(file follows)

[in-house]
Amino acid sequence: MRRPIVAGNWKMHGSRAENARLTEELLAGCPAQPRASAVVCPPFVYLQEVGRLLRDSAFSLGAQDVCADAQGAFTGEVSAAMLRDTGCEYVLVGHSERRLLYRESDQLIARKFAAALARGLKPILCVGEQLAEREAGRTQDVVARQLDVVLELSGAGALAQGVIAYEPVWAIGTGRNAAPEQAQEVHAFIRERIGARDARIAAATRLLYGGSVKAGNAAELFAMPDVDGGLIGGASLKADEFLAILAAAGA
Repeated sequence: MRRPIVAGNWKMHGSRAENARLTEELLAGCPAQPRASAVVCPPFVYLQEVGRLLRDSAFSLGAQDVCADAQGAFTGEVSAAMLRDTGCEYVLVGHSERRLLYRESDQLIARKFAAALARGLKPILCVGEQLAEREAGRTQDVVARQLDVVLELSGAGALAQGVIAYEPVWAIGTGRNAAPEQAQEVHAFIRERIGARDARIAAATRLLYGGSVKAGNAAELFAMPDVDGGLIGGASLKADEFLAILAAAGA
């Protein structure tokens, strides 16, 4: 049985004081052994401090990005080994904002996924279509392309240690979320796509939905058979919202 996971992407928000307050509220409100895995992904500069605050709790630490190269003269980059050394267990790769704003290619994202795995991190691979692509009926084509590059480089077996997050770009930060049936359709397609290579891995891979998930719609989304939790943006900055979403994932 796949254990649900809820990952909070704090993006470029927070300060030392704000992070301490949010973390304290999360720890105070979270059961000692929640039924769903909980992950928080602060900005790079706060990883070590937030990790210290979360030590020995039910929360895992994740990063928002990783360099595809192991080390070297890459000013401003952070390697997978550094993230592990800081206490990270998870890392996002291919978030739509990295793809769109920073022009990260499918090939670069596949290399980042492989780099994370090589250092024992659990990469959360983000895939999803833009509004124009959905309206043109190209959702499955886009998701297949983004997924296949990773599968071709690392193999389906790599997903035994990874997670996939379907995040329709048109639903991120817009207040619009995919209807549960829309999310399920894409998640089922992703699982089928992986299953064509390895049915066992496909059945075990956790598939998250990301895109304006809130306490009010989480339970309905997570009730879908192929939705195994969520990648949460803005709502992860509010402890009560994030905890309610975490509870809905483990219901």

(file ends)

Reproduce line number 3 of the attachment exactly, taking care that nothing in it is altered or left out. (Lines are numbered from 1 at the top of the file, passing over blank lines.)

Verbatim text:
Repeated sequence: MRRPIVAGNWKMHGSRAENARLTEELLAGCPAQPRASAVVCPPFVYLQEVGRLLRDSAFSLGAQDVCADAQGAFTGEVSAAMLRDTGCEYVLVGHSERRLLYRESDQLIARKFAAALARGLKPILCVGEQLAEREAGRTQDVVARQLDVVLELSGAGALAQGVIAYEPVWAIGTGRNAAPEQAQEVHAFIRERIGARDARIAAATRLLYGGSVKAGNAAELFAMPDVDGGLIGGASLKADEFLAILAAAGA